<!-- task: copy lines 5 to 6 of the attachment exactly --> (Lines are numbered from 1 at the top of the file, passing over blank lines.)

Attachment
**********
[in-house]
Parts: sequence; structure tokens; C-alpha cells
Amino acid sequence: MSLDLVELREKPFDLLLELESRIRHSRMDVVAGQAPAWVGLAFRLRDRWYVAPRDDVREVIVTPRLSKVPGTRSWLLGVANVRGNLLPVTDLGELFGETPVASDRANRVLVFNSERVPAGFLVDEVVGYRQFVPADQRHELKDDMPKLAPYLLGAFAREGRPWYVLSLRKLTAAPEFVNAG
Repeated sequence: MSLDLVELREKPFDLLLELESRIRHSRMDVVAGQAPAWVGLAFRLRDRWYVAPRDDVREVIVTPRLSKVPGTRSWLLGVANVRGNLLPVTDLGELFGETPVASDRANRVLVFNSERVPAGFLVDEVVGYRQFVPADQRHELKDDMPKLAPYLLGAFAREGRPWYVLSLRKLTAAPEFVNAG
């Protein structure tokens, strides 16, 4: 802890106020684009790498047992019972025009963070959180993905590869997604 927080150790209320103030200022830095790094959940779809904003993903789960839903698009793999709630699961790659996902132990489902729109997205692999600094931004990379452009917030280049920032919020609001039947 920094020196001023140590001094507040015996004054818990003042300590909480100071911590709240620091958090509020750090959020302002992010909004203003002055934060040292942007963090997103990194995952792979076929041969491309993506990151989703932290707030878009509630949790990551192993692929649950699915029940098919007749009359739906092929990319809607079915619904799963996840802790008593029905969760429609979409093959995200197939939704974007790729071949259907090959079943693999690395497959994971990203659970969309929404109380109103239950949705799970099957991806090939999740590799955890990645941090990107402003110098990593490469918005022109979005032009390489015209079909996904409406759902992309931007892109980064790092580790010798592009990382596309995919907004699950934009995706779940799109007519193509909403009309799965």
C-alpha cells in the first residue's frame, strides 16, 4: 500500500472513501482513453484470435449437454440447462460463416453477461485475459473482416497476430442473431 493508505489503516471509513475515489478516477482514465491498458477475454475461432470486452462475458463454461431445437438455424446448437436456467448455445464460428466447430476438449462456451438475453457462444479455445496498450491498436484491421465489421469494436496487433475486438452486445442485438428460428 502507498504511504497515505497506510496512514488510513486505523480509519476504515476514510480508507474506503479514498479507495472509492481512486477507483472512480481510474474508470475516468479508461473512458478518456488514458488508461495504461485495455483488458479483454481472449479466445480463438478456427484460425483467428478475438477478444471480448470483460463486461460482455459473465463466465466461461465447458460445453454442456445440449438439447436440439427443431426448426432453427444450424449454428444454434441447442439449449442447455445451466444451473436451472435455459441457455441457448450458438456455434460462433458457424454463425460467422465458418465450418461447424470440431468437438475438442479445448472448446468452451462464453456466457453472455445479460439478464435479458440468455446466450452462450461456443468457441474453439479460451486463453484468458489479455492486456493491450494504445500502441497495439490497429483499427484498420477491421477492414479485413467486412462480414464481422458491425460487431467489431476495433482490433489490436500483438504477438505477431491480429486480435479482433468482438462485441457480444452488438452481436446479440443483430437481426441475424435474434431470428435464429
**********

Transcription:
């Protein structure tokens, strides 16, 4: 802890106020684009790498047992019972025009963070959180993905590869997604 927080150790209320103030200022830095790094959940779809904003993903789960839903698009793999709630699961790659996902132990489902729109997205692999600094931004990379452009917030280049920032919020609001039947 920094020196001023140590001094507040015996004054818990003042300590909480100071911590709240620091958090509020750090959020302002992010909004203003002055934060040292942007963090997103990194995952792979076929041969491309993506990151989703932290707030878009509630949790990551192993692929649950699915029940098919007749009359739906092929990319809607079915619904799963996840802790008593029905969760429609979409093959995200197939939704974007790729071949259907090959079943693999690395497959994971990203659970969309929404109380109103239950949705799970099957991806090939999740590799955890990645941090990107402003110098990593490469918005022109979005032009390489015209079909996904409406759902992309931007892109980064790092580790010798592009990382596309995919907004699950934009995706779940799109007519193509909403009309799965």
C-alpha cells in the first residue's frame, strides 16, 4: 500500500472513501482513453484470435449437454440447462460463416453477461485475459473482416497476430442473431 493508505489503516471509513475515489478516477482514465491498458477475454475461432470486452462475458463454461431445437438455424446448437436456467448455445464460428466447430476438449462456451438475453457462444479455445496498450491498436484491421465489421469494436496487433475486438452486445442485438428460428 502507498504511504497515505497506510496512514488510513486505523480509519476504515476514510480508507474506503479514498479507495472509492481512486477507483472512480481510474474508470475516468479508461473512458478518456488514458488508461495504461485495455483488458479483454481472449479466445480463438478456427484460425483467428478475438477478444471480448470483460463486461460482455459473465463466465466461461465447458460445453454442456445440449438439447436440439427443431426448426432453427444450424449454428444454434441447442439449449442447455445451466444451473436451472435455459441457455441457448450458438456455434460462433458457424454463425460467422465458418465450418461447424470440431468437438475438442479445448472448446468452451462464453456466457453472455445479460439478464435479458440468455446466450452462450461456443468457441474453439479460451486463453484468458489479455492486456493491450494504445500502441497495439490497429483499427484498420477491421477492414479485413467486412462480414464481422458491425460487431467489431476495433482490433489490436500483438504477438505477431491480429486480435479482433468482438462485441457480444452488438452481436446479440443483430437481426441475424435474434431470428435464429